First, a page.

Whatsapp users from various countries around the world had difficulty using the messaging application due to an outage on Friday.
The outage was first spotted by Reuters when the media outlet observed that the hashtag "whatsappdown" had been trending on social media platforms.
According to the report, users from countries like Brazil, Russia, India, Pakistan, Britain, and Germany joined online discussions and confirmed that they were experiencing difficulties in accessing the app's services.
The supposed system outage for Whatsapp lasted for almost an hour and was also felt in some parts of Asia, such as in Vietnam, Singapore, and Malaysia. A representative for the Facebook-owned messaging app said at the time that they were still investigating what caused the problem, Reuters reported.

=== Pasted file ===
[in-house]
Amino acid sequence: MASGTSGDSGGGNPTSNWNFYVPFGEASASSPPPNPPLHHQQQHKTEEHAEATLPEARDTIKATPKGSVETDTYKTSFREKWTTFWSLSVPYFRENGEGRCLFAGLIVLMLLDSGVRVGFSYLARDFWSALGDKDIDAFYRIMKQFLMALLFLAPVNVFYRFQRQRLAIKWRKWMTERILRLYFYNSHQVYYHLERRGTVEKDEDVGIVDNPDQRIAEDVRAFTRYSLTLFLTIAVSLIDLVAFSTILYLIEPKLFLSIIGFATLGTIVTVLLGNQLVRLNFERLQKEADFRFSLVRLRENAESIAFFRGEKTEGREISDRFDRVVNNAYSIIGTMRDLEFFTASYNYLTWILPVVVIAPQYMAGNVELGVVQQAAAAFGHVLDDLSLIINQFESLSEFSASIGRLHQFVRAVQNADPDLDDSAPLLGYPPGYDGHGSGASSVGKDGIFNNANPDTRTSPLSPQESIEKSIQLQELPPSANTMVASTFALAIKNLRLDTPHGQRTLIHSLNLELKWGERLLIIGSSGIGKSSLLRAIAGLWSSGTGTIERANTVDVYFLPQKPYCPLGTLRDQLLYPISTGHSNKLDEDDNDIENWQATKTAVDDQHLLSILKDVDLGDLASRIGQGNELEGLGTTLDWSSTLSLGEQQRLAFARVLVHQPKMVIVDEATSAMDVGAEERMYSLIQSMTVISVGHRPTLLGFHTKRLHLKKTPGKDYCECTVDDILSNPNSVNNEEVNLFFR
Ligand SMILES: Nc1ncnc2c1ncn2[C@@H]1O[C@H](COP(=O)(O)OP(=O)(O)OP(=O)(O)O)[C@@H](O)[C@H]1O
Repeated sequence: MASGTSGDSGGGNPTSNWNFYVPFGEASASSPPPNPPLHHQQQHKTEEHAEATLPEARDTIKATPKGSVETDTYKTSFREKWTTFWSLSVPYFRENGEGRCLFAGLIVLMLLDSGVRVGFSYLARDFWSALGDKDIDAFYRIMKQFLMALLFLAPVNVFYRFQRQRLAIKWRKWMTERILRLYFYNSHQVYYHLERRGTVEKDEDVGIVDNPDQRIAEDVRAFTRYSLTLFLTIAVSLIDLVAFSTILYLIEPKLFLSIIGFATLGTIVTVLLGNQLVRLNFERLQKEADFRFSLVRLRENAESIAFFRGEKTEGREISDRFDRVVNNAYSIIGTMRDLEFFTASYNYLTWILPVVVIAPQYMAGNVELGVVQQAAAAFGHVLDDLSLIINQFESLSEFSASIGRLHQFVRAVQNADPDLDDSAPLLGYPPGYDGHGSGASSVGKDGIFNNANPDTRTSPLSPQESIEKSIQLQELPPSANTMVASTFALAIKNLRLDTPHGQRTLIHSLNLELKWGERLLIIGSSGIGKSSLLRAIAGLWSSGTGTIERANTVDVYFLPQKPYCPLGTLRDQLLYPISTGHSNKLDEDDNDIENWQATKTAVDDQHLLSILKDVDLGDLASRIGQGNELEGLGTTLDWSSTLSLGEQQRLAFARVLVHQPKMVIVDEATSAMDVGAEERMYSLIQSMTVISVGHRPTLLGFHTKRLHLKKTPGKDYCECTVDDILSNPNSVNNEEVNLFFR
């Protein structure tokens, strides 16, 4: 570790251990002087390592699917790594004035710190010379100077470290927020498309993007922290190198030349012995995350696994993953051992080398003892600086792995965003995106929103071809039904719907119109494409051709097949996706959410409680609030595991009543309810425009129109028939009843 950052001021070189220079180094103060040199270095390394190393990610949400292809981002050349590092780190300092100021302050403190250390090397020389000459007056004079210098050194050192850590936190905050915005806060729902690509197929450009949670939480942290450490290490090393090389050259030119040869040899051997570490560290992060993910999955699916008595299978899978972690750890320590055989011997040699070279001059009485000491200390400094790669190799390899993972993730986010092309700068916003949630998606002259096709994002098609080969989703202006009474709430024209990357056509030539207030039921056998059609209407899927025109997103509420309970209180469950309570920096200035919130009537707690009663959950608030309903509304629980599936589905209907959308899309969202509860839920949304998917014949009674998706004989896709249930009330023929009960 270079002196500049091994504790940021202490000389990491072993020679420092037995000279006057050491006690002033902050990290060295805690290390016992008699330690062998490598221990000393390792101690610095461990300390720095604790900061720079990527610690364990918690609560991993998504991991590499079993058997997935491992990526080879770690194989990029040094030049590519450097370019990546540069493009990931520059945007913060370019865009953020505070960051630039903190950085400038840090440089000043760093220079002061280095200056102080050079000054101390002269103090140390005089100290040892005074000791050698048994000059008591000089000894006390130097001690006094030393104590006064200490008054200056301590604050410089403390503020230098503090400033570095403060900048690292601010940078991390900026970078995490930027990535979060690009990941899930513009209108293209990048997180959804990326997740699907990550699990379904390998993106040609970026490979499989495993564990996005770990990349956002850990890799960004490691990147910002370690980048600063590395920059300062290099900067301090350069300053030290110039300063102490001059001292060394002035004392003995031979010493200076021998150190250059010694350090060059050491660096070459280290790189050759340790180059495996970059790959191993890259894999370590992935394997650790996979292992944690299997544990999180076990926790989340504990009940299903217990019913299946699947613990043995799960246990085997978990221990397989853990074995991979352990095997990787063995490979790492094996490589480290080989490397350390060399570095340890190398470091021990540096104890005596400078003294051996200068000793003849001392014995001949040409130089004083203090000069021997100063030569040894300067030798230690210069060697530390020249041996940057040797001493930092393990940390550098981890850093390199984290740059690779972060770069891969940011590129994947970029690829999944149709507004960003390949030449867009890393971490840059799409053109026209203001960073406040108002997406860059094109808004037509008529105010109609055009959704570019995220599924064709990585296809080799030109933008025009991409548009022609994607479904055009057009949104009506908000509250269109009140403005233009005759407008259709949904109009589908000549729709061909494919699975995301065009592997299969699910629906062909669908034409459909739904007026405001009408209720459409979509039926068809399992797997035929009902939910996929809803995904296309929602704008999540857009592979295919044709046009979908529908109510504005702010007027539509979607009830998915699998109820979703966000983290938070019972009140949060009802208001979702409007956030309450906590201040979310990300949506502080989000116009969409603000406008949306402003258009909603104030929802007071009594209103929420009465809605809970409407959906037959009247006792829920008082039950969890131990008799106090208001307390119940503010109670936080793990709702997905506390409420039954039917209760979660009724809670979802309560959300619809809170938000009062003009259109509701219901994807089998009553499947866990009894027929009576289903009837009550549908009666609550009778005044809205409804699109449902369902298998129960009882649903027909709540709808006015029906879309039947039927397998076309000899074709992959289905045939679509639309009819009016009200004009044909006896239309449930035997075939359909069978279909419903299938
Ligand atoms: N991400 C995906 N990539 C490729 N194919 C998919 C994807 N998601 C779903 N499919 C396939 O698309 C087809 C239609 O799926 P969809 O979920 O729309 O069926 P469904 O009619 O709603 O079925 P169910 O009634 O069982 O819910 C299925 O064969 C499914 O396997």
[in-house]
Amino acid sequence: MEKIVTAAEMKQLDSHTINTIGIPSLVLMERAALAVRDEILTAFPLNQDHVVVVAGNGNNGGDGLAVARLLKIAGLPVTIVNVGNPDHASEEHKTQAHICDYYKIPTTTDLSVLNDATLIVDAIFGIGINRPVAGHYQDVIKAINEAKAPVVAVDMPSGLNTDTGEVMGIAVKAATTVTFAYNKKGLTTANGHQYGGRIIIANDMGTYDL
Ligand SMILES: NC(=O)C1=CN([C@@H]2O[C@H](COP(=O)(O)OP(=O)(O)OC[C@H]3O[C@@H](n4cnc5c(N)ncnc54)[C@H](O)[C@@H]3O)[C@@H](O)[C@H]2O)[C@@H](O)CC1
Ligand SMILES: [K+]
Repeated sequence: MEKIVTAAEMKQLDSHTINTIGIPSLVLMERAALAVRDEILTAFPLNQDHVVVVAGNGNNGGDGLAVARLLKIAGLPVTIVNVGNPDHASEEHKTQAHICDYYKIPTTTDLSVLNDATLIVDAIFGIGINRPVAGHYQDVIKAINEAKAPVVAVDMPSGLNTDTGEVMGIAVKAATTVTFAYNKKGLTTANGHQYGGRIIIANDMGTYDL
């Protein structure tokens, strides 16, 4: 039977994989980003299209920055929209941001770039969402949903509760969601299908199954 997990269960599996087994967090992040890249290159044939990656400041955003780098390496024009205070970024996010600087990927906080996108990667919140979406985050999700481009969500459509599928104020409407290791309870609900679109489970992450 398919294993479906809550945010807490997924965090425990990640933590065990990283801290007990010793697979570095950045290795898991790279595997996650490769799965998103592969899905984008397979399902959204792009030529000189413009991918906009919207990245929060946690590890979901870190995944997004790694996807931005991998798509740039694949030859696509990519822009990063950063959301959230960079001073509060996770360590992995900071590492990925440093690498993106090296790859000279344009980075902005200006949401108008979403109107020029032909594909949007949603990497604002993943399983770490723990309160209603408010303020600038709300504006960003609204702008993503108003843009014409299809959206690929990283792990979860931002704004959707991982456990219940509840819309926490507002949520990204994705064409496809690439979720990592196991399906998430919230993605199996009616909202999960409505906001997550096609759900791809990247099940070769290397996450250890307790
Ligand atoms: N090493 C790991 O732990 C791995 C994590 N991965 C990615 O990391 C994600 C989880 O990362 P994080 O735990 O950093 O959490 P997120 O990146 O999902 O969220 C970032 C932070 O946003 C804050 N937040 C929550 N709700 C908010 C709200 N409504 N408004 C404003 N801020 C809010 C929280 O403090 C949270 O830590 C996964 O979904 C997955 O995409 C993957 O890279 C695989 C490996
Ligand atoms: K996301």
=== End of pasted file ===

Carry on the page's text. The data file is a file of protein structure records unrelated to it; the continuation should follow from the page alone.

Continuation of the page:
According to the website downdetector.com, Whatsapp users reported facing issues in using the application mostly on Friday where the site gathered more than 7,800 reports. Fifty-three percent of those reports were from users who had problems with sending or receiving messages, 42 percent of them had difficulty with their connections, and the remaining 3 percent were unable to log in.
Downdetector recorded another wave of reports on the same day, but a bigger fraction of users complained about not being able to log in to their Whatsapp accounts. It is important to note, though, that these numbers were based on the reports received by the website and did not represent the entire scope of Whatsapp outages around the world.
Following the reports, a spokesperson for Whatsapp told media: "Earlier today, WhatsApp users globally had trouble accessing the app for about an hour. This issue has been fixed and we apologize for the inconvenience." Sky News added that the company denied that the outage was a result of a cyberattack.
Meanwhile, TechCrunch reported that the outage was most likely caused by a software code bug and not by a problematic data center.
This was the second major outage Whatsapp users experienced this year following an incident in May that lasted for a couple of hours, longer than what happened on Friday.